Container City 2, Leamouth. (February 2006)
|Leamouth shown within Greater London|
|OS grid reference|
|Ceremonial county||Greater London|
|Sovereign state||United Kingdom|
Leamouth is the land, immediately west of the River Lea where it joins the River Thames at grid reference . Its northern half lies within a small meander of the Lea named after its reach as Goodluck Hope. The south-eastern part, known as Orchard Place is bounded by a local thoroughfare with trees, the remaining small East India Dock Basin, the Lea and the Thames.
The area has never had its own Anglican church so for services such as road maintenance organised by a vestry and poor relief it relied upon its ecclesiastical parish (of All Saints) Poplar. Indeed, the whole Isle of Dogs was until the late 20th century referred to as being Poplar or the Poplar District.
Orchard Place was the name of its manor house on the spit; this had become an eponymous public house from 1800–60. When the docks were constructed, the area became isolated, with the only access via the dock road, from Poplar. Residents were engaged at the glass works, the iron and engineering works, or the Samuda Brothers, Orchard House Yard and Thames Iron Works ship yards. When the Thames Plate Glass Works closed in 1874, many of the hands – who had migrated to the area from Tyneside and St Helens in the 1840s – followed the glassworks to New Albany, Indiana. To house the workers, there were about 100 small two-storied cottages – built from the 1820s and condemned in 1935. There was the Bow Creek school (founded in 1865), but few shops, and The Crown, a public house, opened about 1840.
One street, Orchard Place, runs through the former industrial area and the Lower Lea Crossing crosses the narrow strip of land between the two tongues. The northern part was principally occupied by Pura Foods Ltd vegetable oil refinery – on the site of the former Thames Plate Glass Works; and the south by engineering works, shipyards (Thames Iron Works and Orchard House Yard) and Trinity Buoy Wharf which contains London's only lighthouse. There are also live-work units, many in the form of the Container Cities. The "Jubilee" pedestrian bridge across the Lea links the area to the east bank of the Lea, and Canning Town station.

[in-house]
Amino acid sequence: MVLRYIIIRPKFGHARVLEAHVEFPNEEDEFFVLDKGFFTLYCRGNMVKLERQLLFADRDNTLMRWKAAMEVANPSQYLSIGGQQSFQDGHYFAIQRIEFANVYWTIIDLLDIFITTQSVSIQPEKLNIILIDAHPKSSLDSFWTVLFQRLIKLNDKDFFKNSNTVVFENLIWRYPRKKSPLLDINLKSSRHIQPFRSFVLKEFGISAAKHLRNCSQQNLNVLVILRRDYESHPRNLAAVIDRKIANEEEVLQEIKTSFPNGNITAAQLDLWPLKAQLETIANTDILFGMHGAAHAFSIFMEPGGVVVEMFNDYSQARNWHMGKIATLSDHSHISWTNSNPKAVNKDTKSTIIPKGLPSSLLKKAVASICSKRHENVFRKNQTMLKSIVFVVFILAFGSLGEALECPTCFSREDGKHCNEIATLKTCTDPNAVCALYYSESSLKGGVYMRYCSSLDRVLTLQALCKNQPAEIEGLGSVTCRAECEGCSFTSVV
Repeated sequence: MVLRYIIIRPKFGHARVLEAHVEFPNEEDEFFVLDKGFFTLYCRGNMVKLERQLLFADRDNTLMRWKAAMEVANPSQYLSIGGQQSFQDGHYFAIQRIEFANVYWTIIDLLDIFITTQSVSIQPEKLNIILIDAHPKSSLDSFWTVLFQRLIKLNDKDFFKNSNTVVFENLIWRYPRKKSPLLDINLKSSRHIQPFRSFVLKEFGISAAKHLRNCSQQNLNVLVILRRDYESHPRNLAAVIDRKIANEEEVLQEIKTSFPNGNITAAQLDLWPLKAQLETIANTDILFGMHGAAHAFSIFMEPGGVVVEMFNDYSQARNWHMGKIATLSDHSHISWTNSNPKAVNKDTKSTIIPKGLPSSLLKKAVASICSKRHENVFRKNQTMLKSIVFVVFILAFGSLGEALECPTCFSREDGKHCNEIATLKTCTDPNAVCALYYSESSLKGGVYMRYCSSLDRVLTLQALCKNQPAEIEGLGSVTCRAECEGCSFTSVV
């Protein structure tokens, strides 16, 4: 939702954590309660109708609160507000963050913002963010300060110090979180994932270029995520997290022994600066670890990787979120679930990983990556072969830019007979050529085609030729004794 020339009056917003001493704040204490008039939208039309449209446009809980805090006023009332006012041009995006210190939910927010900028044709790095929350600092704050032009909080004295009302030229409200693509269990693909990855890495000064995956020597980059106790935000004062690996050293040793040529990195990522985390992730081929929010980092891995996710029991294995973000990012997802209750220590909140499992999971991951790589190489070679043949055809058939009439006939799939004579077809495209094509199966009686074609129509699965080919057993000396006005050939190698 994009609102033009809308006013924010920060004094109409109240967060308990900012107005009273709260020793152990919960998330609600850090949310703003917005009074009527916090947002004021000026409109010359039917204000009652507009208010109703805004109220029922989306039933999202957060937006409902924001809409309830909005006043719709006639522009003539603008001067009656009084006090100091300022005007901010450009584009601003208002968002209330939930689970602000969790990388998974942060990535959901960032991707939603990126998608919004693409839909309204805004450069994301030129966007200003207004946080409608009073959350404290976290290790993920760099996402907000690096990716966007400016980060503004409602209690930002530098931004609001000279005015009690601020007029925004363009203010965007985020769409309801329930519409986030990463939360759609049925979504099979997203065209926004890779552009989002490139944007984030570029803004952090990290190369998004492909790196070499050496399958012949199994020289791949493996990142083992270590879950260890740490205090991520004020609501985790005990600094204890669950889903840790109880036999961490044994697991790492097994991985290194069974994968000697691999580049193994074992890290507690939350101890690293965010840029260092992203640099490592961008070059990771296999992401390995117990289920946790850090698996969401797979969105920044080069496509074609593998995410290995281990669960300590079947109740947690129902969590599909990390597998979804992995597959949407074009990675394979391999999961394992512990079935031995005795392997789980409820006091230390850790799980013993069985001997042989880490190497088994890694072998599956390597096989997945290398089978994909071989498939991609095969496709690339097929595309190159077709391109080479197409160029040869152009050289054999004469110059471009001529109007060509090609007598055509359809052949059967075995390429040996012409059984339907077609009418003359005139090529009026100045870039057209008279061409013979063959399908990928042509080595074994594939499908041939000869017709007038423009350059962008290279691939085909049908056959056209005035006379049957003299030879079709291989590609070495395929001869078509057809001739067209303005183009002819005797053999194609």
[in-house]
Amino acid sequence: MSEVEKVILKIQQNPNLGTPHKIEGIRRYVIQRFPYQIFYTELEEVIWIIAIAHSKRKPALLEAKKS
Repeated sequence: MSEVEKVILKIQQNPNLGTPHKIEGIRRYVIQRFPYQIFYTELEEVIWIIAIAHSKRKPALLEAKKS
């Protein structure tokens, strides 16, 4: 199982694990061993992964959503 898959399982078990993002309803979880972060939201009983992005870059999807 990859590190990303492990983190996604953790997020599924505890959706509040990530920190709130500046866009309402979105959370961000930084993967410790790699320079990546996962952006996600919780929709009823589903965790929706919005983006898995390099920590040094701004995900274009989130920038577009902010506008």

- Private Transportation
The Leamouth Peninsula is connected to east and west by a main road splitting its halves: the A2010 Lower Lea Crossing which is a local by-pass of the A13 and while the surrounding area to the immediately west which is also historically considered to be Leamouth is connected to both the A1261 Aspen Way via the Leamouth Roundabout and the A13 via Leamouth Road.
The Leamouth Peninsula project is a scheme by architects Skidmore, Owings and Merrill that has received planning permission to create up to 1837 homes, a community centre, an arts centre, and a primary school with places for up to 371 children on the peninsula. The 1,900,000 square feet (176,516 m2) scheme will consist of extremely high density housing around a central core pedestrian route linking to the proposed lower Lea Valley linear Park - leading to the 2012 Olympic Park. Leamouth will have beside its limited belt of trees which are to be retained or replaced, a mixture of towers, from 44 metres (144 ft) to 85 metres (279 ft) in height. The scheme will be implemented in two phases, one north of the single access road to the site, the other to the south, around Trinity Buoy Wharf. Construction work began, but was suspended in early 2009 due to the downturn in the housing market.
- Church of England Website Poplar ecclesiastical parish map
- A Survey of London 1994, Hermione Hobhouse (Gen. Ed.)
- The cottages typically consisted of four rooms and a wash-house.
- Charles Lammin Memories of Orchard House (East London History Society, 1961)
- Leamouth Peninsula Approved (24 May 2007, Skyscraper News) accessed 16 June 2008